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Strategizing and Executing your Exit for the Greater Good of your Team

Selling a business can be challenging for a founder. Regardless of the reasons behind an exit, there are ways to ensure a company's continuity and success. In this article, Tim Wentworth, Retired CEO of Cigna, formerly known as Express Scripts, discusses how to strategize and execute an exit for a team's greater good. 

"The best way to manage an exit is to have built a great company where the vast majority of the people would want to be part of it, as long as it's sold to the right buyer." - Tim Wentworth

When to Sell the Business

For founders who love their businesses, they are often driven by a vision. The decision to sell is often caused by organic growth limitations that make achieving set goals impossible. They understand that there are many possibilities for their business that they cannot achieve on their own, so they start looking for strategic acquirers. 

When looking for an acquirer, look at competitors. Identifying competitors can help identify the customer's needs and the capabilities required for growth.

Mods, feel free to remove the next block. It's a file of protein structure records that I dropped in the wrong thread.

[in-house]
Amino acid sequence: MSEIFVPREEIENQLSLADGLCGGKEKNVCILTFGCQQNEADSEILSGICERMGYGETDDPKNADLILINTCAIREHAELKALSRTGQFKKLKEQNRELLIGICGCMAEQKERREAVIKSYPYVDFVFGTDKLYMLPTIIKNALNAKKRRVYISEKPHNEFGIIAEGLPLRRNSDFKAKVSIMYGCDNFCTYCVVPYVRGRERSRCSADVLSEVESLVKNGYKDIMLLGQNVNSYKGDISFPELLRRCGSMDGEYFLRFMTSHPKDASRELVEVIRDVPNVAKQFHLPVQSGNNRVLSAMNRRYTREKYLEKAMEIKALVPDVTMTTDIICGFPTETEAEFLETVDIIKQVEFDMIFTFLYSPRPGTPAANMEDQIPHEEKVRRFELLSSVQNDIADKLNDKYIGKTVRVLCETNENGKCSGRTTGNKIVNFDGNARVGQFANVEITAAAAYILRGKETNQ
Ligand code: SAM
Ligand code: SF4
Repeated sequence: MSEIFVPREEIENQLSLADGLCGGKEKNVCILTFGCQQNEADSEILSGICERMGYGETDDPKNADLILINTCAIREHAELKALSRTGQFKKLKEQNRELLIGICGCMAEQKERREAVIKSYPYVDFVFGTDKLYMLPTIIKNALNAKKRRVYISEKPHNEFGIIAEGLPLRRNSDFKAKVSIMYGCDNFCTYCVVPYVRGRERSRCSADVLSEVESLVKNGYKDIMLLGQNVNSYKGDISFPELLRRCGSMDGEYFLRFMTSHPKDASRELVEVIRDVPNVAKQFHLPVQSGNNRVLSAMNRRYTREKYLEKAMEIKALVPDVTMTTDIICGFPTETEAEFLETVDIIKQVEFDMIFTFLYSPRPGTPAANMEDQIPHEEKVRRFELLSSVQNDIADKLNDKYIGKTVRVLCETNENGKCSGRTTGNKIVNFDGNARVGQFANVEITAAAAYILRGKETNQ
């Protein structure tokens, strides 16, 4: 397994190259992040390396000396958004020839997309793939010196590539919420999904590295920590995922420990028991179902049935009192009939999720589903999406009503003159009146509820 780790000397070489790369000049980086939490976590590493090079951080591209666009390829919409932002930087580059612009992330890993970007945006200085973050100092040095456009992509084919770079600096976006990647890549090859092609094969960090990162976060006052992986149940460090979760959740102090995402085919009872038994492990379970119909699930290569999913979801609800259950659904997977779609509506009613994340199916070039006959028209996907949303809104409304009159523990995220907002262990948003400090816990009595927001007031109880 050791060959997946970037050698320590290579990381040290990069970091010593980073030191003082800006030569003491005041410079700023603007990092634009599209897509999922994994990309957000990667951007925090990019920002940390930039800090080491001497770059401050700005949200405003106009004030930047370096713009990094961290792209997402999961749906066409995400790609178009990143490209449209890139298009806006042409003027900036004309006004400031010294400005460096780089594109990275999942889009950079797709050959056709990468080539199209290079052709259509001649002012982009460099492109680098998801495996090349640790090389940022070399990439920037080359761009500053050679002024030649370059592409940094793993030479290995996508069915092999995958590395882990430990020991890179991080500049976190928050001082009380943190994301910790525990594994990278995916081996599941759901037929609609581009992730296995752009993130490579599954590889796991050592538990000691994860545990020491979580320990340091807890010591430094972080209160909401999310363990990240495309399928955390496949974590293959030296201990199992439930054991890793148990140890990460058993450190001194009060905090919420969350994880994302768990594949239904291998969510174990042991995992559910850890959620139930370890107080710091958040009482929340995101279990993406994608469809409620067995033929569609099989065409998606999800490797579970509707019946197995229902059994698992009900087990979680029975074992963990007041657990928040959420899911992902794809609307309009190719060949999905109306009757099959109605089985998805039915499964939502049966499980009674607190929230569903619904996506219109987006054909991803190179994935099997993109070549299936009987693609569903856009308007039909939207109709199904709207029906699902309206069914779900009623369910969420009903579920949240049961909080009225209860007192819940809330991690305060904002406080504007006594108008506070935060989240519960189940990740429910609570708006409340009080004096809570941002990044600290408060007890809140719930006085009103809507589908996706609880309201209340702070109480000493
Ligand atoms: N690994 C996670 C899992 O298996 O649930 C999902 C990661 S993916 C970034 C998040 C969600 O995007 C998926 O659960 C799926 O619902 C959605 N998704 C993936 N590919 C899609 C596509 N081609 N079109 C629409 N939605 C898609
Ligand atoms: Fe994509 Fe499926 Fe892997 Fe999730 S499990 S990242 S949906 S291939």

Keys to a Successful Sale

Tim says the most successful sales are businesses built sustainably and managed without an exit in mind. If everyone in the company believes in the mission and is thriving towards it, they will be willing to join the next chapter if the right buyer comes along. 

Strategic buyers often look for a highly-committed management team and a high-performing business that will add value to their current work. Acquirers are willing to pay more for retention because retaining everyone will ensure business continuity. 

How to Prepare for an Exit

When preparing for an exit, keep the sell-side team small. Selling a business consumes a massive amount of energy from employees, and the worst thing to do is to distract the company's core from a sale that might not happen. Instead, communicate promptly and handle employees' anxiety through transparent leadership. Here is how to prepare for an exit in a few steps. 

  1. Obtain strong outside advisors - They will help you understand the company's value. 
  1. Get alignment with investors or the board - Aside from collectively communicating the intent to sell to the board, do it individually. They sometimes raise good questions that could be crucial to the deal.  

      3. Come up with a five-year plan - Create a plan to grow the business. Have a clear view of the current state and what needs to be done to achieve the vision. The           five-year plan will help communicate the deal to the employees and convince buyers of the business’ value.

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